I took photos of all my pieces right before framing them, and those are included here as well.

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My amazing buddy Lauren came out for the show, and she’s 6 months pregnant! Glamorous mama. We’ve worked on various art teams together in the past, and have some exciting new ones coming up in the future. I also cannot wait to meet her baby girl.

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The Latest Online:

Huffington Post : I was included in this round-up of queer comic artists! While I haven’t been drawing comics about girls kissing girls for quite a few years, it was really fun to dig up some of my favorite pages and be included in this list!

Mimi Pond Interview : I was thrilled to see Jen Leonard interviewing Mimi Pond, who’s a fantastic cartoonist. I read “Over Easy” recently and absolutely loved it, from the diner drama intrigue to the glimpses of Oakland in the 70’s.

We Are Branch Project Spotlight : Speaking of… here’s the project spotlight on the Brand New Ways website! Shauna designed a fantastic styleguide and website for BNW, and this was our first website collaboration that I did development on. More on that shortly…

I’m with the band : To wrap it up, here’s a photoshoot I fell in love with over at I-D. I love the models, the Keith Richards-esque clothing, the falling on the ground, all of it. Great capture.

Noel Fielding Paperdoll

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I’m excited to share a new piece that went up in the show: the Noel Fielding Paperdoll! Noel is one of my absolute favorite comedians, playing the glam-rock zookeeper/shop worker/band frontman Vince Noir in the British comedy Mighty Boosh. This show was my favorite thing in college. He also plays a great amount of other characters in Mighty Boosh, paints bizarre colorful paintings, says witty things on Never Mind the Buzzcocks, has some of the best street style out there, and has allowed the world to see inside the dreamscape of his mind with his own show Luxury Comedy. Noel accompanies the Bill Murray Paperdoll I drew last year.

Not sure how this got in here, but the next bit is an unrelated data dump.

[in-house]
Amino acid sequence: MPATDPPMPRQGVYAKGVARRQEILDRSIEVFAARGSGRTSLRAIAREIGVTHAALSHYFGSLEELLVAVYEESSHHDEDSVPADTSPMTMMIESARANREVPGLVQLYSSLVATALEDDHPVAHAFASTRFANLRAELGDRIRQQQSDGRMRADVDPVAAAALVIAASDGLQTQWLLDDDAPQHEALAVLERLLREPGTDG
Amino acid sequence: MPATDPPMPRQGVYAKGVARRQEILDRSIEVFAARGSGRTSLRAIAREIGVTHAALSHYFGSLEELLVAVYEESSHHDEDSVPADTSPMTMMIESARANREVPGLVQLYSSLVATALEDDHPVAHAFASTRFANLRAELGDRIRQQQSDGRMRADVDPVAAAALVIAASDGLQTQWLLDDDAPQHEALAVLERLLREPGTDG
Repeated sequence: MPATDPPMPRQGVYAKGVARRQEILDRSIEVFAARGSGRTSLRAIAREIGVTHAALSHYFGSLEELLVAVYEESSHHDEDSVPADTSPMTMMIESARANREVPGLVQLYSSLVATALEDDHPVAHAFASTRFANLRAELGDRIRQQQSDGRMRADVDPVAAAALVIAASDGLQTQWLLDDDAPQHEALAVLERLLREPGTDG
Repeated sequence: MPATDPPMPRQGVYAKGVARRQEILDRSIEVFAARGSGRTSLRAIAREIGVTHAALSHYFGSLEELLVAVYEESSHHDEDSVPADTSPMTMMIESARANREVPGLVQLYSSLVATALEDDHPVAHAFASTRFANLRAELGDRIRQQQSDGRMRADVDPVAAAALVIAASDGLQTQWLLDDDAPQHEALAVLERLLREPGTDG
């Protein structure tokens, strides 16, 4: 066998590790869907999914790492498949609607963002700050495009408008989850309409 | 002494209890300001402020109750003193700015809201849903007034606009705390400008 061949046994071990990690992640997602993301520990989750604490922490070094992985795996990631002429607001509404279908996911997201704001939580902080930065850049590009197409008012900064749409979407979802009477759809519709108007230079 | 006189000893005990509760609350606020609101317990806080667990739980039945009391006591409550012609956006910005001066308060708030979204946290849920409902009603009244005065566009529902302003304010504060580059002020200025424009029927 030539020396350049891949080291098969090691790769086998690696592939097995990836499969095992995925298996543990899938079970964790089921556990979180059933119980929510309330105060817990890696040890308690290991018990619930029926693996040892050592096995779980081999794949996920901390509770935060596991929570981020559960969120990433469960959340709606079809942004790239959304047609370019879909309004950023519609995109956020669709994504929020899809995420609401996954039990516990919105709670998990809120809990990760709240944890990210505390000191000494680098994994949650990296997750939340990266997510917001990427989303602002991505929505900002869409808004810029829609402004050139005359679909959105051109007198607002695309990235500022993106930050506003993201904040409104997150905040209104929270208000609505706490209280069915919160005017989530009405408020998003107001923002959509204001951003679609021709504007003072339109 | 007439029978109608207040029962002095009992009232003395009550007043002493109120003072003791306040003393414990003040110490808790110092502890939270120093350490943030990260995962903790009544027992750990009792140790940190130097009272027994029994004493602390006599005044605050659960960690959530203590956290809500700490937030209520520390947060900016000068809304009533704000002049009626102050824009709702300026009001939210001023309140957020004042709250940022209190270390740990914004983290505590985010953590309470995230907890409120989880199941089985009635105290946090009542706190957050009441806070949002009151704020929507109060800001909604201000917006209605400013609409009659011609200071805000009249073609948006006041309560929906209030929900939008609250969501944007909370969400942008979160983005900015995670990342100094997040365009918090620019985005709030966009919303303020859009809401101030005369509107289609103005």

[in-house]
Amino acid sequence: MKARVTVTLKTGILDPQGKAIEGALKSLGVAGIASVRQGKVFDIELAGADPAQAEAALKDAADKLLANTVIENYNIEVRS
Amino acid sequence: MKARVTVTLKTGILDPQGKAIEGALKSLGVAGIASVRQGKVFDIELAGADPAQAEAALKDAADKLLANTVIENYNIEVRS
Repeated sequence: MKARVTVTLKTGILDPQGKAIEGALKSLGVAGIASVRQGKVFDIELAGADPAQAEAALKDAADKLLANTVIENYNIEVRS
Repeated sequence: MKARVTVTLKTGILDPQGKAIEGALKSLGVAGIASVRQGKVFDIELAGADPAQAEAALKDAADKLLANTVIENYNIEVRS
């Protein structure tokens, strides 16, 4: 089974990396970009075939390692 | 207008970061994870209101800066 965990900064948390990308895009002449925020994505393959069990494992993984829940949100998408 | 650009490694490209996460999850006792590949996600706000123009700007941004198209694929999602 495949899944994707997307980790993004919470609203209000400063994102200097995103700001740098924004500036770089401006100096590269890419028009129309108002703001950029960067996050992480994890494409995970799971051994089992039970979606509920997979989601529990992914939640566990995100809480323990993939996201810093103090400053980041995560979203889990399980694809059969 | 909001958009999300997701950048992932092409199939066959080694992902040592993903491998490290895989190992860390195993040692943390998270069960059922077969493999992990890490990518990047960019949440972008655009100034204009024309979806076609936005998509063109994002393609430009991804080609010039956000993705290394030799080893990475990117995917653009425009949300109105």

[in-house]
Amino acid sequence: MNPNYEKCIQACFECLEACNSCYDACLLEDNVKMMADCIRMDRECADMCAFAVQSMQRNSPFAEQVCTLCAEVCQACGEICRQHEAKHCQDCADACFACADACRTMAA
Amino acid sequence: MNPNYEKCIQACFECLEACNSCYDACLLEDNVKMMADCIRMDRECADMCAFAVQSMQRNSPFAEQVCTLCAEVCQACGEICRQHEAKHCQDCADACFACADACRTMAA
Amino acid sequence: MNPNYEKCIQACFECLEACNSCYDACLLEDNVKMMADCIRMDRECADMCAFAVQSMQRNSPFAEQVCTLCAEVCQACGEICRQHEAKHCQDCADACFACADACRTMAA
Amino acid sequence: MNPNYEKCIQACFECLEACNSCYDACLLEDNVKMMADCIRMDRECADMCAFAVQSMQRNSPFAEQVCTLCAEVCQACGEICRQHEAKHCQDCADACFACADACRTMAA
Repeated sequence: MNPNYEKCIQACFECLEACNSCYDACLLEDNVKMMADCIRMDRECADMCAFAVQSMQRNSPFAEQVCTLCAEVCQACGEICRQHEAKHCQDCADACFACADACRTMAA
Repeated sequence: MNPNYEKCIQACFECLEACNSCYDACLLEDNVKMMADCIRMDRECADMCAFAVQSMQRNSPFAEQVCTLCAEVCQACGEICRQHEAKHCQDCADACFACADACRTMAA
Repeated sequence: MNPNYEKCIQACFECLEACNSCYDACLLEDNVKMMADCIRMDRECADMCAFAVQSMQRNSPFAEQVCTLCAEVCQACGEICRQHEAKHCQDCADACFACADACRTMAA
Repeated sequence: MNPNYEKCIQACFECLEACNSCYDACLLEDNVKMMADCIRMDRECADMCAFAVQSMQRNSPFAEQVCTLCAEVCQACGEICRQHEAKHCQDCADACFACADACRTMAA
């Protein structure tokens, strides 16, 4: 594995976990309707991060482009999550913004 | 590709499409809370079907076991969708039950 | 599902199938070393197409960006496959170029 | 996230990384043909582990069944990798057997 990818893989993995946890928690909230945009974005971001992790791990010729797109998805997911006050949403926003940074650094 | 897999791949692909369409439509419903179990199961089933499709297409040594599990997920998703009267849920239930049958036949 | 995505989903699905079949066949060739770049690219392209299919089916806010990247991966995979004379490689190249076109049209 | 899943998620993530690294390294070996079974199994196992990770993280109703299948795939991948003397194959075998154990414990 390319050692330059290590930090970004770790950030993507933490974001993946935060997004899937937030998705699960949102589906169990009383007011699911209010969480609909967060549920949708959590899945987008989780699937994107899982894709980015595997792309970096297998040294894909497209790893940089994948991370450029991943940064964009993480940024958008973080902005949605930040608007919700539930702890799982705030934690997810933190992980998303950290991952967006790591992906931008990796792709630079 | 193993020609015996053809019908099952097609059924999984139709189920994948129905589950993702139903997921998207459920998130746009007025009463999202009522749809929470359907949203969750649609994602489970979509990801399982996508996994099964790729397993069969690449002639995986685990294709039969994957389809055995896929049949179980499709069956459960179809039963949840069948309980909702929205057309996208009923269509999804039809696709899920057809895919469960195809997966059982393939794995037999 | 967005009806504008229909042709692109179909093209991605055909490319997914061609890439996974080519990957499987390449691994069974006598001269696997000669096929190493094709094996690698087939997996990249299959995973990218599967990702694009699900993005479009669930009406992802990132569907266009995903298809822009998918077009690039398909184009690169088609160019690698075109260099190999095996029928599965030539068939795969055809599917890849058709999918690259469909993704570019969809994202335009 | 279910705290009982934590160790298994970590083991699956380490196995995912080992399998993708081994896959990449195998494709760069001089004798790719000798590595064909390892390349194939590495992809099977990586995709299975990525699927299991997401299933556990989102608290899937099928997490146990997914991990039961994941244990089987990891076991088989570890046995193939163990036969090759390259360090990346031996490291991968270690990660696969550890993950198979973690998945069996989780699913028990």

Also, last week we were both hanging shows! While I was hanging at Field Day, Noel was hanging at the Royal Albert Hall. Quite different locations, yes, but we happened to do the same shots:

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Right?? Follow Noel on twitter and Instagram!

Anyway, I hope you enjoy the new paperdoll! I couldn’t get nearly all of the outfits and accessories I wanted onto this piece, so there might have to be an additional page of outfits added. And prints, possibly. Let me know if you’re interested, I’m highly susceptible to suggestion.

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Be sure to check out the Noel Paperdoll and all my other new pieces this month at Field Day in Oakland. We had such a fun opening on Friday! Lots of sweet faces, everyone enjoyed the pieces, we sipped fancy tea from a cart on the sidewalk in the warm evening and dresses and photoshoots were had! Thank you everyone who came out for First Friday! I can’t wait to get photos back from the night!

I just started my feedly account, feed it?

<3

The first week of January in review

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Phew, so we made it through the first full week! Despite the worldwide dismay, there’s also an enormous creative momentum. Aiming for more creative breakthroughs and less meltdowns. I’m always happy when I’m too busy, and when there’s too much work to do then there’s also a huge drive to make art as well. I’m launching projects with clients, developing some great collaborations, and preparing to launch my next book… so there’s a lot to be done. My latest projects are all strong and feminine, I feel grateful to get to work with some great ladies.